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Thursday, August 06, 2020

Jaishankar on disengagement: Very much a work in progress

The minister’s remarks came on the day Indian Army sources said Chinese troops have vacated the base at Finger 4 in Pangong Tso, and have thinned their strength somewhat on the ridgeline.

Written by Krishn Kaushik , Shubhajit Roy | New Delhi | Updated: July 12, 2020 9:51:35 am
Jaishankar on India China dispute, India China border dispute, India China LAC dispute, Galwan valley clashes, Galwan faceoff, India news, Indian Express Speaking at the India Global Week virtual conference, Jaishankar said, “We have agreed on the need to disengage because troops on both sides are deployed very close to each other.” (File Photo)

In first remarks from the political leadership on the disengagement of troops that began last week along the Line of Actual Control in Ladakh, External Affairs Minister S Jaishankar said Saturday it has “just commenced, and very much a work in progress”.

Speaking at the India Global Week virtual conference, Jaishankar said, “We have agreed on the need to disengage because troops on both sides are deployed very close to each other. So, there is a disengagement and de-escalation process which has been agreed upon. It has just commenced, and very much a work in progress. So, at this point, I wouldn’t like to say more than that.”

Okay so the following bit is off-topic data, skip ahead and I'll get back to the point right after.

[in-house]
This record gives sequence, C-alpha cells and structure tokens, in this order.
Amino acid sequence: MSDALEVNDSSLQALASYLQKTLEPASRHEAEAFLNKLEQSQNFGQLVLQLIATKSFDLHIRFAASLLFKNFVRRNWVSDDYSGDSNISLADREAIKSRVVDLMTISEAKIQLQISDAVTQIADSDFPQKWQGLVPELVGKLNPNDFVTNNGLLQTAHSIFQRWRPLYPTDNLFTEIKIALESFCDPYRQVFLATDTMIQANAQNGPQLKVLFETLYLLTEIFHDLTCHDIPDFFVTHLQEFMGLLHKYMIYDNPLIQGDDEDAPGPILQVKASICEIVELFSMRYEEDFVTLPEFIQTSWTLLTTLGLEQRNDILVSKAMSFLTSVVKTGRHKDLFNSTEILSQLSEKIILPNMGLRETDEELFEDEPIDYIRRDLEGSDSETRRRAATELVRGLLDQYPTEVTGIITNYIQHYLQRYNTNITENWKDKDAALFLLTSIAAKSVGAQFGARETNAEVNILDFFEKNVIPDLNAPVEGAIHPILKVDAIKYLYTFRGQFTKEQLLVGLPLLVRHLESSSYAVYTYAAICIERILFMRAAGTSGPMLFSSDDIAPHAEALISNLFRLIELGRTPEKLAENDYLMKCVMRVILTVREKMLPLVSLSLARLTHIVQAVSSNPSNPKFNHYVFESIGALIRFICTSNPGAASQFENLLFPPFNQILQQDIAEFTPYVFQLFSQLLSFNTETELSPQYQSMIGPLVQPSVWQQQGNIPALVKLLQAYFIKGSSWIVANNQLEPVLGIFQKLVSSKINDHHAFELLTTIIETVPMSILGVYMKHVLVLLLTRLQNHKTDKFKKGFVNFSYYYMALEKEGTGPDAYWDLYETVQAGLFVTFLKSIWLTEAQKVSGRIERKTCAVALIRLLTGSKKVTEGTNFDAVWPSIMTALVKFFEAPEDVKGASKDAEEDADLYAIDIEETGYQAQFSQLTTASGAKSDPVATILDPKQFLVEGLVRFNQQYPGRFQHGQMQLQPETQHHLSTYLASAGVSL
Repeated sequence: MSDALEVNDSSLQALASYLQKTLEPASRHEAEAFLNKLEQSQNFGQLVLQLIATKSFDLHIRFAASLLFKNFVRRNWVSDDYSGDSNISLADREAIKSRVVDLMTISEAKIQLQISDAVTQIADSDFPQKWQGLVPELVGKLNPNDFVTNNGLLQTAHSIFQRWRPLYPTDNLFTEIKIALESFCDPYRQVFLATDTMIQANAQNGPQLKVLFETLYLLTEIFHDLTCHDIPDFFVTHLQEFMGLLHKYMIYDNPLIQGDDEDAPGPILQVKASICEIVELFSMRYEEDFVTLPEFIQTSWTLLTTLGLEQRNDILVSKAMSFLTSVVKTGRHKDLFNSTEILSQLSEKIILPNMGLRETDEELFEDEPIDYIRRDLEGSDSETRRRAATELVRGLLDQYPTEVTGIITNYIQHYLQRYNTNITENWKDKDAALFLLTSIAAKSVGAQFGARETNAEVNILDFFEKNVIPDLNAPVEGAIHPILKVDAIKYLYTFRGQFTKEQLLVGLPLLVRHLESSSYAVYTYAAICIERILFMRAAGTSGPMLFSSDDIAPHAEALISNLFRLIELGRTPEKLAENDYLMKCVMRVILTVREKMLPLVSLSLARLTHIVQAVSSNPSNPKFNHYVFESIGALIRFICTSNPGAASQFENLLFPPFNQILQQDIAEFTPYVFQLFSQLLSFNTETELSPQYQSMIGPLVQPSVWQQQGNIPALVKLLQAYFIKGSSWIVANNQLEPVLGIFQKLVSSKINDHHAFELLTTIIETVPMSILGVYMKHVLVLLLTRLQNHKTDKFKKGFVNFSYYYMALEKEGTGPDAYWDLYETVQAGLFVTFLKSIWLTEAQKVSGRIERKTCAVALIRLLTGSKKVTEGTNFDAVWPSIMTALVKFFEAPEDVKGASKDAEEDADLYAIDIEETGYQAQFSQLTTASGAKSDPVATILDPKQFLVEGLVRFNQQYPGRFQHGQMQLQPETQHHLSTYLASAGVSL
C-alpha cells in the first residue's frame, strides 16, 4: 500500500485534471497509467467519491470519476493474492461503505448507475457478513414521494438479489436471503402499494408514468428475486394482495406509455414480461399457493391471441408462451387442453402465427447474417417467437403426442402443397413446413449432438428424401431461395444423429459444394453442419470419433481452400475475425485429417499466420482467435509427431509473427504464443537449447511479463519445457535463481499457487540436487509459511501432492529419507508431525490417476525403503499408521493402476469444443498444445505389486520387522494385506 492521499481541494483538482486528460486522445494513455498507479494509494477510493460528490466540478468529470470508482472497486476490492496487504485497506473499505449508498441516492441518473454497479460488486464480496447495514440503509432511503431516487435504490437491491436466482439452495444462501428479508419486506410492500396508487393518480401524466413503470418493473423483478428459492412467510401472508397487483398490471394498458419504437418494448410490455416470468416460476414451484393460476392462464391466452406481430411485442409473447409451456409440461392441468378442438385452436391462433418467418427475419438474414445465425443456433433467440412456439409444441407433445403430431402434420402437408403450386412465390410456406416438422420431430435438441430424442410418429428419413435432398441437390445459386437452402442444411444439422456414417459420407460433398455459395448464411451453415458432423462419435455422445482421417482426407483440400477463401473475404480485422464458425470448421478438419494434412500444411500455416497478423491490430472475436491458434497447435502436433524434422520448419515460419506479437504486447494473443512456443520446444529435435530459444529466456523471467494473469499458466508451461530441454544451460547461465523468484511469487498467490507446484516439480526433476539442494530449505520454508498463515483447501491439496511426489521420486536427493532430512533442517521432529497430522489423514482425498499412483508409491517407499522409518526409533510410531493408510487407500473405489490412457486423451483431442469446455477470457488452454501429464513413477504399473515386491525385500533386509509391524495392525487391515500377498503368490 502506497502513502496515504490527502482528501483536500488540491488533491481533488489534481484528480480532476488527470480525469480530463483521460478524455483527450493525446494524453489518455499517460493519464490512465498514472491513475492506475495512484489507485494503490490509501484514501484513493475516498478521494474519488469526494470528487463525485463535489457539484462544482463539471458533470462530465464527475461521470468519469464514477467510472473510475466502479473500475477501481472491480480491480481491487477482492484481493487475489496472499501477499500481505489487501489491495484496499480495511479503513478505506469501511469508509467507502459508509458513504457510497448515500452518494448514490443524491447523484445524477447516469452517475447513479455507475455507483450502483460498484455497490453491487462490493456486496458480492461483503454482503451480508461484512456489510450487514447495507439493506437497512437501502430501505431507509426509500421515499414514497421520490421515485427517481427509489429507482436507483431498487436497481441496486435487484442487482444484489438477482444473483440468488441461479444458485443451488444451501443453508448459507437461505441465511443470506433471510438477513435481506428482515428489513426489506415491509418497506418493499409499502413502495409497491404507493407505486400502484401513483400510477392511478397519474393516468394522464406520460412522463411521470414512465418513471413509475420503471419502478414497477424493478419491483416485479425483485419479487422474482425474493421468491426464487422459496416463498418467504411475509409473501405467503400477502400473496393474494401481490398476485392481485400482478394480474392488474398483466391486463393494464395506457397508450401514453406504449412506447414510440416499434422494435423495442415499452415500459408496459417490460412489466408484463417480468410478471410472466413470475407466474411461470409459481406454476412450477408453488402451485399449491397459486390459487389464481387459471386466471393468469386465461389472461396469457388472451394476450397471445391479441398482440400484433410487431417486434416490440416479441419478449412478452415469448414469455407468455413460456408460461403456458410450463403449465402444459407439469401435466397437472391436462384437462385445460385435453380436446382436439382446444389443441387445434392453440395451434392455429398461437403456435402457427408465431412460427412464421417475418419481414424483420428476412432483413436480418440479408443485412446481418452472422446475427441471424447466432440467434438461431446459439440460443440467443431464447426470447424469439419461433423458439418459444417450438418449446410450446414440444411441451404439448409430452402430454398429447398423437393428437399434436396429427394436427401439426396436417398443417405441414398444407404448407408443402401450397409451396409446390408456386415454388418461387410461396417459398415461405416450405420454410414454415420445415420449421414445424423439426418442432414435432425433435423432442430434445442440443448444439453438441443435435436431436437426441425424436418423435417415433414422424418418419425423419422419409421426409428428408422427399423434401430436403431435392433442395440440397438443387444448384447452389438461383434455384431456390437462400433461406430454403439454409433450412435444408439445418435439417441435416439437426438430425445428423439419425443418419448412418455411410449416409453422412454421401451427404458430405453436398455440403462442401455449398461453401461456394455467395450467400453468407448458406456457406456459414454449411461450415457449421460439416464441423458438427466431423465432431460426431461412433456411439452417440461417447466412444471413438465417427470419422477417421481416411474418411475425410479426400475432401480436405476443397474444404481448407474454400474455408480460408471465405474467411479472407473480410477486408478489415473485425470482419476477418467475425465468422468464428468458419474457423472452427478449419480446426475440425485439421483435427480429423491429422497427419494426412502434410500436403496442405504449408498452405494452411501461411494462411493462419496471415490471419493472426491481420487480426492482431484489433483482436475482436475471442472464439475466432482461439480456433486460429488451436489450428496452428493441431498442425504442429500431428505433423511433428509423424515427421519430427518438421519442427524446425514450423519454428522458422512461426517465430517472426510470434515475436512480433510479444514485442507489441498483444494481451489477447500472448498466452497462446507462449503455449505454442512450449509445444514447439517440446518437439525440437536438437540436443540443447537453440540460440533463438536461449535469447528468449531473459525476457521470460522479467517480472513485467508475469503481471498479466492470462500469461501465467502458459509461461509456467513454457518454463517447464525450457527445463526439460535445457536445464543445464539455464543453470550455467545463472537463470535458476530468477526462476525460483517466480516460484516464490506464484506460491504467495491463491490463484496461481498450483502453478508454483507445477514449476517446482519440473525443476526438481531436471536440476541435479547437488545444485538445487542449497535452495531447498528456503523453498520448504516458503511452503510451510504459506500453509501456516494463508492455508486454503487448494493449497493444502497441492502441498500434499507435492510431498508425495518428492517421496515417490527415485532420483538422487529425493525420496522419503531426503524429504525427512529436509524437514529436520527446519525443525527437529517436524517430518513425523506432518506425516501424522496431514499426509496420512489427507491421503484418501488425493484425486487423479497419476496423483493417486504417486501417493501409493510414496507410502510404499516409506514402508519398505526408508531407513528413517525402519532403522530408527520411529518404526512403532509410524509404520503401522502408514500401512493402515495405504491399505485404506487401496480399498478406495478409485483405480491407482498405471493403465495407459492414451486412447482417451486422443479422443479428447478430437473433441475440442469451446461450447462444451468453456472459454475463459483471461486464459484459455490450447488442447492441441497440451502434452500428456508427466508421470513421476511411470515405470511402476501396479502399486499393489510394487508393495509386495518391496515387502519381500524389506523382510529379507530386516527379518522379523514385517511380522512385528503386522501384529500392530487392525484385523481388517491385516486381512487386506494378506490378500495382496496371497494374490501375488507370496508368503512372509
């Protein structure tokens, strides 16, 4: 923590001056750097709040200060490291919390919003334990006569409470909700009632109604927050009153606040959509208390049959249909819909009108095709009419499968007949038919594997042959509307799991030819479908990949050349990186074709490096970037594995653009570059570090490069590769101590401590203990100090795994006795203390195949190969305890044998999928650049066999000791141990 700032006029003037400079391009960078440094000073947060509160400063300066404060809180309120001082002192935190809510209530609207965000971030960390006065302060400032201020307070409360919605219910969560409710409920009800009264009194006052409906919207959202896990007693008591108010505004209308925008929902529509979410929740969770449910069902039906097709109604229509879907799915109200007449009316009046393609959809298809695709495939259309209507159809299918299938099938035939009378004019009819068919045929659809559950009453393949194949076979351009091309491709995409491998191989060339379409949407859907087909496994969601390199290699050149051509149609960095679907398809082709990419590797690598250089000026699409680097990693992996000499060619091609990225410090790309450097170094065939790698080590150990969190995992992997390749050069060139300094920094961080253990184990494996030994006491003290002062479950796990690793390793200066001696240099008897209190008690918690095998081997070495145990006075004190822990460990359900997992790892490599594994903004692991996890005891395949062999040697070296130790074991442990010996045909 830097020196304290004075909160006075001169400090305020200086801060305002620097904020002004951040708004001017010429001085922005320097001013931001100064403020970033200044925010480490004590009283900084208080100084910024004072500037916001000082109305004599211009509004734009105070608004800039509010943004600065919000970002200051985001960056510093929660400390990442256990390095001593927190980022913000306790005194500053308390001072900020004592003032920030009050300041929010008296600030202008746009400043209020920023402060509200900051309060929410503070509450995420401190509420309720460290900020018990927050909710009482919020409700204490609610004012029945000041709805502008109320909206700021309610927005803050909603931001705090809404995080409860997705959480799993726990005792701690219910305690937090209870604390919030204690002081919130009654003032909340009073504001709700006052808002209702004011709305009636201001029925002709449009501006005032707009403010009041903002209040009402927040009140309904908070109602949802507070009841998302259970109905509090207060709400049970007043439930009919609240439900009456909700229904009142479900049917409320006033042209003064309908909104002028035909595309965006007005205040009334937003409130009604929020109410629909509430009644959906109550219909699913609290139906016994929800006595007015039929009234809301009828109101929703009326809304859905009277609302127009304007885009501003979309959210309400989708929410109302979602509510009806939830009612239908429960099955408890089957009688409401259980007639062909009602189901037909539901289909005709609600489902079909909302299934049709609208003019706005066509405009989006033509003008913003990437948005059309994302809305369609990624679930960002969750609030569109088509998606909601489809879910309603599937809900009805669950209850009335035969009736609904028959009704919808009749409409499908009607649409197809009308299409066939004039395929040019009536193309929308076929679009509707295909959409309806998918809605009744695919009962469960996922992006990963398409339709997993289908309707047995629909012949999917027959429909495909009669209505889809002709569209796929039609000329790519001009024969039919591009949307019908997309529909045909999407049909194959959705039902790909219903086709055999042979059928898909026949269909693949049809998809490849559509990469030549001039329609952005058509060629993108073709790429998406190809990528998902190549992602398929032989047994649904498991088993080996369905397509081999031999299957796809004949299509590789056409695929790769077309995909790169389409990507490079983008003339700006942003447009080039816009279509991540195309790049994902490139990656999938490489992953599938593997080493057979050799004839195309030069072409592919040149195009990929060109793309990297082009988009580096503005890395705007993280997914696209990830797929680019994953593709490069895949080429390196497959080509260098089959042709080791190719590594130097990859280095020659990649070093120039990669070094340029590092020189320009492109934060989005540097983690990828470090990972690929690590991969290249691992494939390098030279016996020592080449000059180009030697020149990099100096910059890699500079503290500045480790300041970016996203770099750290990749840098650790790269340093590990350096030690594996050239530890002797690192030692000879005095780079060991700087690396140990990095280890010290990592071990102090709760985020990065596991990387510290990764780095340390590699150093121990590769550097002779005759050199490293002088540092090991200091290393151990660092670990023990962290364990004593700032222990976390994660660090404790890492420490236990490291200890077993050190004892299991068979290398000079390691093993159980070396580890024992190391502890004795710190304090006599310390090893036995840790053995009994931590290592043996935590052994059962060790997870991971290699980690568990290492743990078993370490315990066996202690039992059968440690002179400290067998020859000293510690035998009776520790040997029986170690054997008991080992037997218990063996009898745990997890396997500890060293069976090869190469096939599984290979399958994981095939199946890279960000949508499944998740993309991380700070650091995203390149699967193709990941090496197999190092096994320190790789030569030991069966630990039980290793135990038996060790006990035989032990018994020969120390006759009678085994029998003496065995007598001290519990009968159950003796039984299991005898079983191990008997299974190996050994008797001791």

The minister’s remarks came on the day Indian Army sources said Chinese troops have vacated the base at Finger 4 in Pangong Tso, and have thinned their strength somewhat on the ridgeline. But Chinese troops, sources said, are still present in large numbers on the ridgeline above Finger 4.

The standoff at Pangong Tso is likely to be the main talking point when Corps Commanders meet again next week. The pullback of Chinese troops from the Depsang Plains too may figure in the talks between XIV Corps Commander Lt General Harinder Singh and South Xinjiang Military Region Commander Major General Liu Lin.

On Pangong Tso, a senior Army officer said thinning of Chinese troops from their positions on the heights at Finger 4 has been observed in the last few days, but “they are maintaining their presence there, and have not vacated it”.

On Friday, China’s ambassador Sun Weidong said: “Currently, our front line troops are disengaging on the ground in accordance with the consensus reached by the Military Corp Commander talks.”

The north bank of Pangong Tso is an area of concern for the Army because Chinese troops have come in 8 km west of Finger 8 which India says marks the LAC.

Sources said while Chinese troops have moved back towards Finger 5, Indian troops have also taken a step back towards Finger 3 as part of the “mutual disengagement” – troops on either side have stepped back at the other friction points of PP 14 (Galwan Valley), PP 15 (Hot Springs sector) and PP 17A (Gogra post).

A second Army officer said both sides have mutually agreed not to patrol the disengagement points for the time being, and troops are being slowly returned to bases. “Trust on both sides continues to be an issue,” he said.

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